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Sponsored by Murakami City

Located along the Sea of Japan about 4 hours from Tokyo is the small coastal city of Murakami. Rich in cultural arts, cuisine, and history this city is a perfect place for those looking to get off the beaten path and see a side of Japan that has managed to stay off the radar of most travelers.

I set off for a two-day trip here to explore the sights and history of Murakami in early November and was just in time for the wonderful Autumn colors. The first place on my list was Fusai-ji Temple, a Buddhist temple with over 500 years of history along the mountains on the outskirts of Murakami City. Here, I had a lunch appointment booked for this temple’s shojin ryori, traditional Buddhist cuisine made by the monks of Fusai-ji.

Shojin ryori has many strict rules that it must follow, the most notable of which is that the cuisine is vegetarian, but it is also not supposed to include ingredients that can be classified as pungent, like onions or garlic. What you are left with are pure, clear flavors made with seasonal and fresh ingredients that are believed to be not only healthy for your body, but for your soul as well.

I myself am not a vegetarian and meals usually do not feel complete for me unless they have some sort of meat in it. The shojin ryori, however, was very enjoyable for me and I loved the incredible diversity of flavor combinations and textures in this multiple course meal that had over 10 different dishes. I especially liked the black sesame tofu and chrysanthemum petals marinated in vinegar. If I could eat this sort of cuisine every day, then I certainly wouldn’t mind giving up meat.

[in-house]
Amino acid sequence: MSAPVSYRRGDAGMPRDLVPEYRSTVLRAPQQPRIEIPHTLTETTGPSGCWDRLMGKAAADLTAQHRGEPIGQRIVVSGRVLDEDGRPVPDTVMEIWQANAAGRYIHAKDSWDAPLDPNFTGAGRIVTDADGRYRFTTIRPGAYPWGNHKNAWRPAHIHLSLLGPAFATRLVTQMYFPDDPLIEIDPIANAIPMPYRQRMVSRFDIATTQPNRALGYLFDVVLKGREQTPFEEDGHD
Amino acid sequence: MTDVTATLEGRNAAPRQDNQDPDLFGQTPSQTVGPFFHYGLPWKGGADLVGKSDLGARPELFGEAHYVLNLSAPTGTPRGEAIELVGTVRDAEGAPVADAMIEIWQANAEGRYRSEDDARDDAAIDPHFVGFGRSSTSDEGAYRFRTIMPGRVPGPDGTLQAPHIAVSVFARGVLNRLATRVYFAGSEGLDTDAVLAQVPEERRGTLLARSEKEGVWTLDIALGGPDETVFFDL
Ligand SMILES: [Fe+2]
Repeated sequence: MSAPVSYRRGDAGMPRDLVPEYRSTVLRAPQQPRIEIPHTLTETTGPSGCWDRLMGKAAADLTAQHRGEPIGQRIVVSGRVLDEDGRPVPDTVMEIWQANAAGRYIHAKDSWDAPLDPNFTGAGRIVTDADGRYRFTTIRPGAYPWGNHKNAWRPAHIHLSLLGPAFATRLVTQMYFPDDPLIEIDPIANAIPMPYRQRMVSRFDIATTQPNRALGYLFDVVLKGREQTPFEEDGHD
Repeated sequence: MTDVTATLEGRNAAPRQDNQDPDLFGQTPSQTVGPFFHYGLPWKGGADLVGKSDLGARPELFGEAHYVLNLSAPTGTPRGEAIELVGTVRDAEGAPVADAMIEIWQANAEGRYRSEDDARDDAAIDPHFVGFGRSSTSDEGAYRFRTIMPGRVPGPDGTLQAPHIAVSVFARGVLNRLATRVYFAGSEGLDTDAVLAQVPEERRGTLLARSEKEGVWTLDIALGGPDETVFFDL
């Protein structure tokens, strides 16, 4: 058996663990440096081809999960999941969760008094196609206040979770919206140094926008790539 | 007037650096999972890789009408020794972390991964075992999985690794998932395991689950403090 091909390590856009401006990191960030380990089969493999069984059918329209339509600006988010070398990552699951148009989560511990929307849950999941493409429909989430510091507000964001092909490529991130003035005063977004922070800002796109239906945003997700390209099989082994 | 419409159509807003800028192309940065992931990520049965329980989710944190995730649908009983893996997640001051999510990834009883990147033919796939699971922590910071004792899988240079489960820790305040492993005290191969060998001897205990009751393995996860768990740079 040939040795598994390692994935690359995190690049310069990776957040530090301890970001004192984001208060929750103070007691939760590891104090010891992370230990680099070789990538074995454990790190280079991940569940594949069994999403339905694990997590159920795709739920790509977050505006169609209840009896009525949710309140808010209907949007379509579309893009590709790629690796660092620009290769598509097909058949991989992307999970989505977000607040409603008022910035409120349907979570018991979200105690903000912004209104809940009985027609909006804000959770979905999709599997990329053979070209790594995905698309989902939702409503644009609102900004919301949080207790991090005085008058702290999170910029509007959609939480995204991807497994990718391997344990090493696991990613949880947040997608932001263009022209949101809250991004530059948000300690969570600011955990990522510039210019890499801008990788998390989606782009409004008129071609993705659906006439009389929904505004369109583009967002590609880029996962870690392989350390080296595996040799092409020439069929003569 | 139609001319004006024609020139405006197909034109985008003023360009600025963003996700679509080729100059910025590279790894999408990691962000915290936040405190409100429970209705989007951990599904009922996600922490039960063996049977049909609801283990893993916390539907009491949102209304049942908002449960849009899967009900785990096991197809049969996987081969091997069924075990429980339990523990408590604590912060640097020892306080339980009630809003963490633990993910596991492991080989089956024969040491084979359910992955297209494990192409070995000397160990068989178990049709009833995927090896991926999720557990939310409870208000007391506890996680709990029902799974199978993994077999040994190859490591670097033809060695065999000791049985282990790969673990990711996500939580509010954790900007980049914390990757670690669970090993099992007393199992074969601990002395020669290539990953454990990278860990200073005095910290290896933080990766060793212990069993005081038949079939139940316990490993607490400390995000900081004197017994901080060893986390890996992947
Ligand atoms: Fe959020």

A note for vegans: Be aware that some temples include dashi derived from bonito (fish) flakes in some of their dishes.

Following lunch, I proceeded up to the second floor of the temple near the Japanese garden to a tearoom where I took part in a tea ceremony with some of the locals from Murakami. This included matcha tea with wagashi sugar sweets pressed into the form of ginkgo leaves to match the Fall season. The tea room had an open view of the Japanese garden, and the woman leading the ceremony was so kind as to walk me through each step of the ceremony upon realizing that I was not familiar with it.

The garden of Fusai-ji is built into the mountain and was in full fall colors during my visit. It made for a beautiful centerpiece to the temple that could be seen from almost every room in the building. It even had a waterfall near the back of the garden and I was told many of the trees are also sakura trees. I would love to come back to visit in April to see it during the Spring.

It just so happened that on the day of my visit there was a craft fair taking place at the temple where local artisans from Murakami City gathered to set up shops in the halls and rooms of the temple. I was particularly interested in an antique shop that had a wide selection of Murakami’s cultural arts on display. Here I picked up an exquisite summer teacup that had deep blue colors and the mark of the artisan who crafted it at its base. The cup resembles a shallow bowl so that the tea can cool faster in the warm summer months.